No, Human Traffickers Are Not Using Cheese To Kidnap People
We are never afraid to be servicey here at Wonkette, which is why we want you to know that if you happen to find a slice of cheese on your car, it is much more likely that you were visited by a kindly cheese fairy and not in fact being targeted as chattel for a sex trafficking ring.
Whew! Glad we cleared that one up!
But like so many other notions that once seemed too absurd for anyone to believe — like this lady's assertions that Hillary Clinton died eight months ago from kuru, a disease associated with cannibalism — it is in fact a thing that people are saying is a thing. Go figure, right?
An article published earlier this week on IHeartRadio warned women that if they go outside and see slices of cheese on their car, they could be being targeted to be kidnapped by sex traffickers. The source of this article was a TikTok video from a girl named Mimi, who claimed that this very thing happened to her. Not the sex trafficking part. Just the cheese. But she was pretty sure some dudes in a van put the cheese on her car and totally would have trafficked her had she not called her friend to help her get the cheese off of her car.
It might sound silly, but a TikTok user named Mimi is very serious about her experience. She posted a video which she said is "for all my ladies out there." In it, Mimi explains how she came out of church on Sunday to find cheese melted on her car. Likely thinking it was just some kids' prank, she called a friend to help scrape it off, but when her friend arrived, a white van with men in it two parking spots down from her pulled out and went to a lot across they street, where they parked so they could watch the women clean off the cheese.
Mimi said it took an hour to get rid of the mess and stated, "I personally had no idea that they were using this as a tactic to take people now and if I hadn't called my friend, I could have easily been taken in the hour that it took me to scrape off the cheese and this happened at my church, so I can't even imagine where they're trying to use this on people."
So just to recap: A couple of human traffickers were looking for adult women to kidnap, for the purpose of turning them out, so they got in their classic molester van and headed to a church parking lot early one Sunday morning, with a stack of Kraft singles. Then they watched as people came to church, set their sights on this lady and then placed two Kraft singles on her car hood hoping that when she came out, she would take the cheese off herself right there instead of doing it at home, providing them with an opportunity to steal her away.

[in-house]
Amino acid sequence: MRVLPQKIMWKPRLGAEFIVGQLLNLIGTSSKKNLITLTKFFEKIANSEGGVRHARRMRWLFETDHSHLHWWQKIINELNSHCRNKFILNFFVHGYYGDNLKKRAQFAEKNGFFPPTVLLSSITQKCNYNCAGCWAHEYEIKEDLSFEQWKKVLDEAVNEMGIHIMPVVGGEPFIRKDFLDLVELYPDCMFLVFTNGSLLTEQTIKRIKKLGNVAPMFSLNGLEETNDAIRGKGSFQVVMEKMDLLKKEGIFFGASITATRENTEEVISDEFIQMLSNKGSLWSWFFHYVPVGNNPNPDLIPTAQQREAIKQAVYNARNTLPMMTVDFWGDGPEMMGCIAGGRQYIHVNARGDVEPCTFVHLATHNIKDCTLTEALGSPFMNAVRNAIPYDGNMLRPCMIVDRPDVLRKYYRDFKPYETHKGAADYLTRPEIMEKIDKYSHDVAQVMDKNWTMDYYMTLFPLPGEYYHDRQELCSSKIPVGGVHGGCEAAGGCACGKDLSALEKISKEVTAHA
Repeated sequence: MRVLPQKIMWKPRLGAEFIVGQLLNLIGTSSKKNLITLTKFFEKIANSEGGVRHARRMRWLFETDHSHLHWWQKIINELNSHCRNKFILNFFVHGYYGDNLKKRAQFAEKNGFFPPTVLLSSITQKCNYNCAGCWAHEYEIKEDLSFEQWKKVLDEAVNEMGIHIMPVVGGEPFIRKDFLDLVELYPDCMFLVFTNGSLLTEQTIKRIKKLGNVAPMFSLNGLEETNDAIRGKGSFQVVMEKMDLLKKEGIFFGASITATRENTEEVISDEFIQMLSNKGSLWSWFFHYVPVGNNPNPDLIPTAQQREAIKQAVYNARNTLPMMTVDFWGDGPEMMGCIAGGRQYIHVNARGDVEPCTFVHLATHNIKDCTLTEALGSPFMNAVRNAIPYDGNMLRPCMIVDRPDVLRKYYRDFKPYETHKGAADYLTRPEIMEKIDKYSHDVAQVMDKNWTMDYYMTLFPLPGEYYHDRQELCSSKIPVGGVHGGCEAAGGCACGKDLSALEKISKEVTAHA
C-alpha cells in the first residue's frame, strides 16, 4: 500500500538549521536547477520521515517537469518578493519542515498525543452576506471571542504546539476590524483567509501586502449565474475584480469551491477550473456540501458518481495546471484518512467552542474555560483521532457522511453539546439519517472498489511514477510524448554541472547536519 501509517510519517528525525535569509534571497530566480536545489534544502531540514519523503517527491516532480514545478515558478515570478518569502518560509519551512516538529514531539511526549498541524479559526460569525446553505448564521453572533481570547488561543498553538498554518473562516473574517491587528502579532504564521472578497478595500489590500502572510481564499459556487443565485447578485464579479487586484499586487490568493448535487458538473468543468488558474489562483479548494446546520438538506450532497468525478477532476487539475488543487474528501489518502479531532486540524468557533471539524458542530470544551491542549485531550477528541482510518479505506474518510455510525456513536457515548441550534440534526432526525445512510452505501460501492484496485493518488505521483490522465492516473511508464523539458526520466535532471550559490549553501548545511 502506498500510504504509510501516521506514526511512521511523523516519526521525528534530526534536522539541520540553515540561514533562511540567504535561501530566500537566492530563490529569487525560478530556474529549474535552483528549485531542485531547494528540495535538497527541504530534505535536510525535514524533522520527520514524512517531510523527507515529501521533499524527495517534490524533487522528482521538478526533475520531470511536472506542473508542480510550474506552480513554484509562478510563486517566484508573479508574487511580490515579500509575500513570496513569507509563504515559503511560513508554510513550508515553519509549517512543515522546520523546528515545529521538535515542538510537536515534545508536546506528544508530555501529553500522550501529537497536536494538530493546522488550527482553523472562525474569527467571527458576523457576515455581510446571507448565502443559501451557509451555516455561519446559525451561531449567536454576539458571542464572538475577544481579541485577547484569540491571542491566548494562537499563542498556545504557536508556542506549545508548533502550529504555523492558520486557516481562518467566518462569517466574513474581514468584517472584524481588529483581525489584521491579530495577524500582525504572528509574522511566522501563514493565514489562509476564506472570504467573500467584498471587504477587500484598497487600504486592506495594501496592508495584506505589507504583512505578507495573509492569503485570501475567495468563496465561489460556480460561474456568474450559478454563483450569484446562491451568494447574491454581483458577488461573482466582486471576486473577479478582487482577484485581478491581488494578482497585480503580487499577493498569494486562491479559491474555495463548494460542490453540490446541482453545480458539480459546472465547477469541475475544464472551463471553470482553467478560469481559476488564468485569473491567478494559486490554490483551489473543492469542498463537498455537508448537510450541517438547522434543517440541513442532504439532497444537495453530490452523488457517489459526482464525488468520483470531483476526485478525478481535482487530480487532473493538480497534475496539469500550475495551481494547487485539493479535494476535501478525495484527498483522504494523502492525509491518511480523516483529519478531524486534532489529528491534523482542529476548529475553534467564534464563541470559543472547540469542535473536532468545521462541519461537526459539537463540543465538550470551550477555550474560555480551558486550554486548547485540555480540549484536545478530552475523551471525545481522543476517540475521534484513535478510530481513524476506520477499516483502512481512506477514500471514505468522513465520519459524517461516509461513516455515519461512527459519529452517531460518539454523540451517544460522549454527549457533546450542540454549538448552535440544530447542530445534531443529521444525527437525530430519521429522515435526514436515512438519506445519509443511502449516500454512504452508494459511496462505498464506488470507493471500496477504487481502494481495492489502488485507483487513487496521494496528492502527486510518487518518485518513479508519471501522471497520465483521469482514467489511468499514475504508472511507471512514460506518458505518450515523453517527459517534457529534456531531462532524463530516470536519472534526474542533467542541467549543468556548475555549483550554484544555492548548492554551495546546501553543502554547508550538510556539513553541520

It sounds ridiculous, but apparently enough people saw this and thought it seemed plausible for Snopes to have to write an article debunking it. As they explained, that is just not even sort of how human trafficking works and there no ongoing issue with cheese-related kidnappings that anyone has ever heard of.
The thing is, it's pretty understandable that this woman felt scared and vulnerable. Women generally have to be on high alert. It's why when many of us are in parking lots at night, we put our keys between our fingers and spin around like weirdos. It's why we don't help men with broken arms with their groceries. But coming up with outlandish "tactics" that nefarious and shadowy trafficking groups are using to abduct innocent ladies from parking lots does not actually help with anything. In fact, it probably hurts.
As the Montgomery Advisor article cited in the Snopes article explains:
[E]xperts say these stories — young girls snatched from their mothers in broad daylight, stalked in crowded supermarkets and kidnapped across the U.S. border — aren't true.
And worse, spreading them can hurt, not help, efforts to dismantle human trafficking.
Traffickers are too smart to try to snatch unwitting victims from grocery store parking lots and city parks, authorities say, despite urban legends that continue to circulate on social media. Though there are some cases of kidnapping in human trafficking operations, they are relatively rare. Some victims are coerced or forced into trafficking through familial or romantic relationships … Tuscaloosa Police Department Lt. Darren Beams said he's encountered victims who were promised money for college from a part-time job, only to become trapped in a trafficking ring. Victims most at risk [are] those without familial or community resources to turn to, or those fearful of authorities.
The belief in freakishly competent criminal networks who lure unsuspecting churchgoing women with cheese or ship children in Wayfair cabinets or build secret tunnels underneath daycare centers for the purpose of molesting children doesn't help anyone, least of all victims. Neither did "Stranger Danger," which had kids and parents looking out for nefarious strangers rather than people they knew — and it would later turn out that most child abductions were committed by people known to the children, frequently a parent in a custody battle.
So now we can clear the good name of cheese, which is delicious and not a danger to anyone who is not lactose intolerant.
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Robyn Pennacchia is a brilliant, fabulously talented and visually stunning angel of a human being, who shrugged off what she is pretty sure would have been a Tony Award-winning career in musical theater in order to write about stuff on the internet. Follow her on Twitter at @RobynElyse